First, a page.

The housekeeper might also be in charge of showing visitors around her master’s house – and receiving a generous tip for her trouble. However, not all housekeepers were allowed to keep this money. In the early 18th century the Duke of Chandos had so many visitors to his magnificent new house in Middlesex (Cannons) that he used the money collected from sightseers to defray the household expenses!
THE HOUSEKEEPER’S DOMAIN
Originally, the still room was used by the lady of the house to make cordials (medicinal or otherwise) and to prepare the fancy dishes for the last course of dinner (the “Banquet” or “dessert”). By the 18th century, this room was the domain of the housekeeper. It was here she prepared breakfast, tea or coffee (with the help of a maid), possibly nursery meals, made preserves and ices and supervised the washing of the finest porcelain or china.
The housekeeper also had charge of the storeroom, china closet and linen cupboard, as these were separate. Alternatively, these might be incorporated into her own “housekeeper’s room” as at Erddig, Clwyd, which has large cupboards for storing linen and dry goods.
Often the housekeeper looked after the house while the family was away. During this time she and her maids would clean the rooms and protect the furniture with white cloth covers, place wooden covers over glass table tops and cotton blinds over the windows.
Until the 19th century female servants had no real uniform. Maids often had their mistress’s cast-off gowns but it depended on the lady of the house to lay down a dress code. This was usually plain, tidy clothes and possibly an apron.
Nineteenth century maids might wear print dresses with a cap and apron for the morning, and change into black dresses with a clean apron and frilled cap for their afternoon and evening work. A housekeeper usually dressed in black or dark colours with a white lace cap and apron. She had her bunch of keys on show like a badge of honour.
A GOOD HOUSEKEEPER
…had to be an accountant, HR manager, tour guide and an excellent administrator. Sarah Wells (mother of the author H G Wells) became housekeeper at Uppark, in Sussex in 1880, but her son was less than complimentary about her abilities. He called her “the worst housekeeper that was ever thought of”. And as if her incompetence at her job was not enough, she was turned off in 1893 for gossiping about her employers.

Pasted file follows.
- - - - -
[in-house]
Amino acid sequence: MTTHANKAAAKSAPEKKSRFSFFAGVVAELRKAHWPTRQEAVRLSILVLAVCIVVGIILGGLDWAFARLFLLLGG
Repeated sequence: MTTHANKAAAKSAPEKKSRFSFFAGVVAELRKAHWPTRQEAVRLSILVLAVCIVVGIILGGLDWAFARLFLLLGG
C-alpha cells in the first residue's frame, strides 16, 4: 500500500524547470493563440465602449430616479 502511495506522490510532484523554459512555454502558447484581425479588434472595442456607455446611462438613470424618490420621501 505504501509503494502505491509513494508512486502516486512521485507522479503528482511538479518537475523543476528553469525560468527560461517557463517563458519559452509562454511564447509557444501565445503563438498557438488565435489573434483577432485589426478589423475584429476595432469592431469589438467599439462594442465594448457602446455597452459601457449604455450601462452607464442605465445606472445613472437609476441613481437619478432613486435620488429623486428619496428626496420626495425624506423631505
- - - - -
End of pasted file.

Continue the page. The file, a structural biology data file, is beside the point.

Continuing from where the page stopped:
Of course, every household was different. Much depended on the master and/or mistress, on the staff available and the circumstances of the time. Many servants were loyal to “their” family, some were not. Employers might be benevolent, some tyrannical. As writers we can incorporate all types in our books, but it is good to have some knowledge of what it could be like before we start. I am thankful to all those servants and employers who kept accounts, wrote journals or even wrote to their friends complaining about their dirty servants!
*We have now chosen a winner – Ira, congratulations! Thanks to everyone who took part.*
GIVEAWAY, GIVEAWAY, GIVEAWAY!
Dark, chilly nights just cry out for me to curl up in a comfy chair with a bar of chocolate and a good book. How about you?
Sorry, I can’t post the chair, but I am giving away four signed copies of the latest Mills & Boon historicals (including The Highborn Housekeeper) plus a stylish notebook, a bar of chocolate, small purse and a handy tote bag to carry everything!
All you have to do is sign up for the Libertà newsletter and comment on this blog. One lucky winner will be chosen at random and announced after 10 pm on Wednesday.